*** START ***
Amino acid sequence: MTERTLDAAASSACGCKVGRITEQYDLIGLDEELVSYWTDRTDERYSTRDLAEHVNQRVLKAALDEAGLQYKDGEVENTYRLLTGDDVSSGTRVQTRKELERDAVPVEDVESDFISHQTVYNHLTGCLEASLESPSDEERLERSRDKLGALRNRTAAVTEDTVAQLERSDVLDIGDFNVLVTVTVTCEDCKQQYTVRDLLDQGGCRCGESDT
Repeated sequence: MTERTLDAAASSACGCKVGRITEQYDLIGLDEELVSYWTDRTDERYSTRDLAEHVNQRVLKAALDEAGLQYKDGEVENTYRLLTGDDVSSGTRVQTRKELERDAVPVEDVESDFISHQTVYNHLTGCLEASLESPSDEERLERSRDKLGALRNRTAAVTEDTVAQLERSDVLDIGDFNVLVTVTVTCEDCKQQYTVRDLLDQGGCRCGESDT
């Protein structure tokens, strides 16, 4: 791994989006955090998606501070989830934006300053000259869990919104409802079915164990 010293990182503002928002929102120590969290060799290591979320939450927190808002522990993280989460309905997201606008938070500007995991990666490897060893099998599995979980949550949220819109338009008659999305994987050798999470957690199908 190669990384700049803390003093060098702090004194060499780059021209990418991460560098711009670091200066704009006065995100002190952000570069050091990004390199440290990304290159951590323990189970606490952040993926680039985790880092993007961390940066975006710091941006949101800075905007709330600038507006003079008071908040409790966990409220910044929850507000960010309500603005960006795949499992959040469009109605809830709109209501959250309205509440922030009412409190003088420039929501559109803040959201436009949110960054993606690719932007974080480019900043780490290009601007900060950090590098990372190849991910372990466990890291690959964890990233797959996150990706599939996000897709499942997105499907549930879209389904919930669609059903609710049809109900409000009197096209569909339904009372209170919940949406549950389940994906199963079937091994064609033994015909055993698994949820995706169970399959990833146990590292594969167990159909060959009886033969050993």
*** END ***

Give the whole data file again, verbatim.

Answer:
Amino acid sequence: MTERTLDAAASSACGCKVGRITEQYDLIGLDEELVSYWTDRTDERYSTRDLAEHVNQRVLKAALDEAGLQYKDGEVENTYRLLTGDDVSSGTRVQTRKELERDAVPVEDVESDFISHQTVYNHLTGCLEASLESPSDEERLERSRDKLGALRNRTAAVTEDTVAQLERSDVLDIGDFNVLVTVTVTCEDCKQQYTVRDLLDQGGCRCGESDT
Repeated sequence: MTERTLDAAASSACGCKVGRITEQYDLIGLDEELVSYWTDRTDERYSTRDLAEHVNQRVLKAALDEAGLQYKDGEVENTYRLLTGDDVSSGTRVQTRKELERDAVPVEDVESDFISHQTVYNHLTGCLEASLESPSDEERLERSRDKLGALRNRTAAVTEDTVAQLERSDVLDIGDFNVLVTVTVTCEDCKQQYTVRDLLDQGGCRCGESDT
């Protein structure tokens, strides 16, 4: 791994989006955090998606501070989830934006300053000259869990919104409802079915164990 010293990182503002928002929102120590969290060799290591979320939450927190808002522990993280989460309905997201606008938070500007995991990666490897060893099998599995979980949550949220819109338009008659999305994987050798999470957690199908 190669990384700049803390003093060098702090004194060499780059021209990418991460560098711009670091200066704009006065995100002190952000570069050091990004390199440290990304290159951590323990189970606490952040993926680039985790880092993007961390940066975006710091941006949101800075905007709330600038507006003079008071908040409790966990409220910044929850507000960010309500603005960006795949499992959040469009109605809830709109209501959250309205509440922030009412409190003088420039929501559109803040959201436009949110960054993606690719932007974080480019900043780490290009601007900060950090590098990372190849991910372990466990890291690959964890990233797959996150990706599939996000897709499942997105499907549930879209389904919930669609059903609710049809109900409000009197096209569909339904009372209170919940949406549950389940994906199963079937091994064609033994015909055993698994949820995706169970399959990833146990590292594969167990159909060959009886033969050993």